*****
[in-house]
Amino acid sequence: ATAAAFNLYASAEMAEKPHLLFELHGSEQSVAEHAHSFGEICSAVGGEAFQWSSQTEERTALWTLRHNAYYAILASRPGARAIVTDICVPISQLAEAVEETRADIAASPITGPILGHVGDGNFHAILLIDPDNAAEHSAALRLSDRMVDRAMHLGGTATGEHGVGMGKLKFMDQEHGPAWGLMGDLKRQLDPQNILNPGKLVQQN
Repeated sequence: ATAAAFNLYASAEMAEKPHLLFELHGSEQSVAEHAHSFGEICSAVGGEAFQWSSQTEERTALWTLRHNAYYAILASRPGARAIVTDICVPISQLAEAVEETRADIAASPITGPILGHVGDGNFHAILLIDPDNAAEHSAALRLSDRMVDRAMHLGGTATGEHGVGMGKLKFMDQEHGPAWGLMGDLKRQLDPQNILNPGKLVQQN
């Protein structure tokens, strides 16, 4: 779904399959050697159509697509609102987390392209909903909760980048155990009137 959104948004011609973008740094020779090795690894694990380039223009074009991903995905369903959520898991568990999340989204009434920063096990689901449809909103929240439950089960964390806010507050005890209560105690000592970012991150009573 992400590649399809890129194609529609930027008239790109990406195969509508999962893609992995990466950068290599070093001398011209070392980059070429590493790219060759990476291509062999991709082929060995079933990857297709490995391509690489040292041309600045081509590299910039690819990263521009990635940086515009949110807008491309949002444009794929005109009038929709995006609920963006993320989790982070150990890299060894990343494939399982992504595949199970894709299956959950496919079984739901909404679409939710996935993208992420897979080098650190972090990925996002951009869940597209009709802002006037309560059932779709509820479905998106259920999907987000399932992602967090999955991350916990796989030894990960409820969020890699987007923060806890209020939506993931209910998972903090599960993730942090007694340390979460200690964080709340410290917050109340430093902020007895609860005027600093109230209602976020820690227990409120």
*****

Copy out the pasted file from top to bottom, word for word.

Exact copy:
[in-house]
Amino acid sequence: ATAAAFNLYASAEMAEKPHLLFELHGSEQSVAEHAHSFGEICSAVGGEAFQWSSQTEERTALWTLRHNAYYAILASRPGARAIVTDICVPISQLAEAVEETRADIAASPITGPILGHVGDGNFHAILLIDPDNAAEHSAALRLSDRMVDRAMHLGGTATGEHGVGMGKLKFMDQEHGPAWGLMGDLKRQLDPQNILNPGKLVQQN
Repeated sequence: ATAAAFNLYASAEMAEKPHLLFELHGSEQSVAEHAHSFGEICSAVGGEAFQWSSQTEERTALWTLRHNAYYAILASRPGARAIVTDICVPISQLAEAVEETRADIAASPITGPILGHVGDGNFHAILLIDPDNAAEHSAALRLSDRMVDRAMHLGGTATGEHGVGMGKLKFMDQEHGPAWGLMGDLKRQLDPQNILNPGKLVQQN
């Protein structure tokens, strides 16, 4: 779904399959050697159509697509609102987390392209909903909760980048155990009137 959104948004011609973008740094020779090795690894694990380039223009074009991903995905369903959520898991568990999340989204009434920063096990689901449809909103929240439950089960964390806010507050005890209560105690000592970012991150009573 992400590649399809890129194609529609930027008239790109990406195969509508999962893609992995990466950068290599070093001398011209070392980059070429590493790219060759990476291509062999991709082929060995079933990857297709490995391509690489040292041309600045081509590299910039690819990263521009990635940086515009949110807008491309949002444009794929005109009038929709995006609920963006993320989790982070150990890299060894990343494939399982992504595949199970894709299956959950496919079984739901909404679409939710996935993208992420897979080098650190972090990925996002951009869940597209009709802002006037309560059932779709509820479905998106259920999907987000399932992602967090999955991350916990796989030894990960409820969020890699987007923060806890209020939506993931209910998972903090599960993730942090007694340390979460200690964080709340410290917050109340430093902020007895609860005027600093109230209602976020820690227990409120």